DETROIT – Pointing to a confluence of global events that could make the automobile a strain on mankind or an enabler of an Internet-like revolution, General Chairman Larry Burns urges attendees of the Convergence 2006 conference here to “face the realities of our world,” and reinvent the automobile and the industry that creates it.

Burns, vice president-research & development and strategic planning at General Motors Corp, says despite the fact the auto industry has doubled fuel economy in the past 30 years and reduced tailpipe emissions in the U.S. 98% from the 1960s, the exponential growth of vehicle ownership worldwide promises to have a huge and possibly negative impact on society and the environment.

That’s because growing numbers of cars and trucks will guzzle billions more gallons of fossil fuels, spew more emissions and clog roads.

By 2020, there could be as many as 1.1 billion vehicles on the road, and yet that would represent an ownership rate of 15%, just three percentage points higher than today’s global 12% ownership rate, Burns says.

If every person in China were to enjoy the same standard of living as in America, global oil production would have to double from today’s levels to meet demand, he adds.

“Given our growing concerns about energy, emissions, global climate change, safety and congestion, what must our industry do to continue to extend the benefits of automobile ownership to growing numbers of people, and do it in an environmentally and economically sustainable way?” he asks attendees.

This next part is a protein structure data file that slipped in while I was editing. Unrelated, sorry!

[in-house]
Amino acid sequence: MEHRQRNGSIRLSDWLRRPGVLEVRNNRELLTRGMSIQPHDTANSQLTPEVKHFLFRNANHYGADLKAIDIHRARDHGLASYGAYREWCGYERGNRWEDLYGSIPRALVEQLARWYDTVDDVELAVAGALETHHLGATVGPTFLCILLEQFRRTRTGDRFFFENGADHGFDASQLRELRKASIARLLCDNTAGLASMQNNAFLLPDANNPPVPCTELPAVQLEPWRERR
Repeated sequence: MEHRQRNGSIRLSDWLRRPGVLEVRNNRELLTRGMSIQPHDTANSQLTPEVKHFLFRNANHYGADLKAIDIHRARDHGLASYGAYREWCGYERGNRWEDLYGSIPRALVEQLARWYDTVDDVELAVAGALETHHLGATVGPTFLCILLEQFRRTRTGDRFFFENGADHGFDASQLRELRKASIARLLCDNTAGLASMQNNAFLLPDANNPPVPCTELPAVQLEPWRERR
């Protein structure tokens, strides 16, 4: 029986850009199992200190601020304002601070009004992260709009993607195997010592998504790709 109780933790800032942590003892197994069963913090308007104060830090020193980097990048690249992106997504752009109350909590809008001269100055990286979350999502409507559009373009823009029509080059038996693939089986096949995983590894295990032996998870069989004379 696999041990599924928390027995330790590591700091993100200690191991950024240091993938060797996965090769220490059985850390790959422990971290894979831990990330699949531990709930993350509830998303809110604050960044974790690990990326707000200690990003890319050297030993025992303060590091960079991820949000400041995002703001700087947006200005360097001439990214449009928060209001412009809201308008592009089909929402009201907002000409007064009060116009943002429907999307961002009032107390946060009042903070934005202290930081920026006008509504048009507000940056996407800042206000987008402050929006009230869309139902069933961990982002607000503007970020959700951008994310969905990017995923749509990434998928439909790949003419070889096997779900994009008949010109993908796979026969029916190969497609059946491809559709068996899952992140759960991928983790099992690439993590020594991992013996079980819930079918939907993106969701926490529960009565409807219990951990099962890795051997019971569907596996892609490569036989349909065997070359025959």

The answer, he says, is a vehicle such as GM’s fuel cell-powered Sequel prototype that emits only water vapor and whose functions all are controlled by electronics and electric motors, instead of mechanical devices.

GM is promising to have a fuel-cell propulsion system designed and validated by 2010, and it will launch a 100-vehicle FCV test fleet next year. Most other major auto makers also are developing vehicles powered by fuel cells or internal combustion engines that are capable of using hydrodgen as fuel.

If done properly, this transition could become a huge opportunity for the auto industry, and represent a change no less significant than the switch from horses to horsepower more than 100 years ago, Burns says.

There is an almost universal aspiration around the world for automobile ownership, Burns says, a dynamic he compares with the explosive growth of the Internet.

“Like the Internet, the automobile is an enabler. My automobile gives me freedom; the autonomy to go where I want, when I want, with anyone I wish, carrying whatever I need,” Burns says.

By reinventing the automobile using new automotive “DNA,” made possible by the convergence of technologies, “We will make our vehicles even greater works of art, power, fun and access than today’s cars and trucks,” he says.

And that, in turn, will allow the auto industry to deliver “the tremendous benefits of automobile ownership” to a greater percentage of the world’s people.